Family groceries are still the norm in India, but the government plans to allow international supermarkets to operate in the country, and a shopping revolution seems inevitable.
The first thing Devendra, the manager of my regular grocery store, does when he opens up each morning, is tend to two small statues of Guru on a shelf above the cash drawer.
He lights two tiny clay dishes full of ghee, placing them in front of the statues and then adjusts the flowers around them.
Then he reaches for a bottle, filled with holy water from the Ganges, and flicks it over the floor and shelves.
It is the one calm moment in his day. Already the pace around him is quickening.
The first customers are arriving, his assistants greeting every one, and then doing their shopping for them. You just stand back and say what you want.
When I finish, the assistant presents my basket to Devendra to work out the bill - who is now like a conductor, keeping four rhythms in his head at once.
With pen and notebook - no electronic cash registers here - he is totting up my bill while simultaneously taking another order by phone.
He turns to shout the cost of an imported Christmas cake to another assistant, and then starts on another customer's basket, even before he has finished mine.
It looks like a recipe for chaos, but it is cramped family-run shops like Devendra's that supply most people's groceries. And they are a cornerstone of Indian life. Devendra has been running his store for 30 years.
"I have watched our customers grow up," he says proudly.
But this Christmas Devendra is worried, because of a government decision to allow foreign supermarket chains like Tesco and America's Walmart to invest here.
Like millions of other small shopkeepers, Devendra fears the same fate as his counterparts in the UK or anywhere else where big supermarkets have taken root.
With no sign of India's economic downturn ending, the government is desperate for something to put the shine back into its international image.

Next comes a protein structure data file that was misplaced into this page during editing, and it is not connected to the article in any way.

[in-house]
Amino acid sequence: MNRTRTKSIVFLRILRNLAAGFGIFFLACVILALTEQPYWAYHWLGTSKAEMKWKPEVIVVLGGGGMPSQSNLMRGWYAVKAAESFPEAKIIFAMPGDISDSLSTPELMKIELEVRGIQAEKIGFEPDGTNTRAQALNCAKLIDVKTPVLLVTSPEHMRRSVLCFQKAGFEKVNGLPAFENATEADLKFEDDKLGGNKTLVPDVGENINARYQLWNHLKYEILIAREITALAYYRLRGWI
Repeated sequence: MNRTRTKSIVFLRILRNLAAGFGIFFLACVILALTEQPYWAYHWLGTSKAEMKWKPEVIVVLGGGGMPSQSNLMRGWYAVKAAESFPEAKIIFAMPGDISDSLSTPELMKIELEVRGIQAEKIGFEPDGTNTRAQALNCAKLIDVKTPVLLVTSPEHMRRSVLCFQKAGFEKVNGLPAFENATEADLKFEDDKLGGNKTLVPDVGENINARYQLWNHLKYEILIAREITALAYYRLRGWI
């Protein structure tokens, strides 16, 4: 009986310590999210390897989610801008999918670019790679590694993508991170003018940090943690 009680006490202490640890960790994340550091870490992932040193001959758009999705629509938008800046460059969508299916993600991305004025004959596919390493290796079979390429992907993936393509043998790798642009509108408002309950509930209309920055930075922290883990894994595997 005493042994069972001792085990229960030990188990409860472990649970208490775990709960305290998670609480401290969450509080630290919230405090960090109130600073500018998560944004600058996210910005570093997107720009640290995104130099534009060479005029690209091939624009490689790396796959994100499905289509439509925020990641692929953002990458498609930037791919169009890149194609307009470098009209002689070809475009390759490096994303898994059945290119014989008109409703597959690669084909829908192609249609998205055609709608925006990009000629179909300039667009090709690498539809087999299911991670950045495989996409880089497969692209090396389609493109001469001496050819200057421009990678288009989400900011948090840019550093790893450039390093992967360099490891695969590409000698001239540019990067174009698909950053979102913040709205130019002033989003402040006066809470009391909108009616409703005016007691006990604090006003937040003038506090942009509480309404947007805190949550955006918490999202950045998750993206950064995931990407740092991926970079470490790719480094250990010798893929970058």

Walmart and co may not be too popular elsewhere, but letting them set up shop here has become the centrepiece in the government's revival strategy.
Some see it as a curious approach, when tens of millions of Indian children still go hungry every day, and the majority of people will not be able to afford to shop in such stores.
But the government is gambling that the foreign retailers will shake things up where Indian companies cannot or will not, raising prices for farmers but lowering them for consumers and helping boost the wider economy.
It has plenty of support - especially among India's middle class.
Some of Devendra's customers admit they would go to Tesco or Walmart if they could - just to spend less time in the Delhi traffic, says one.
The odd supermarket would make our shopping less time-consuming too. Devendra does not have everything, and he is often expensive.
So we buy most of our vegetables from the man who pushes a cart laden with fresh greens round our neighbourhood every morning.
Depending on what meat we want, we choose from several butchers - you get a personal service like this, but the quality is not always reliable.
As much as a third of the food grown in India rots before it even gets to market because of a lack of cold storage facilities.
The government says chains like Tesco will have to help fill this gap, if they want to come here. And it argues that in a market as vast as India's there will still be plenty of room for smaller shops.
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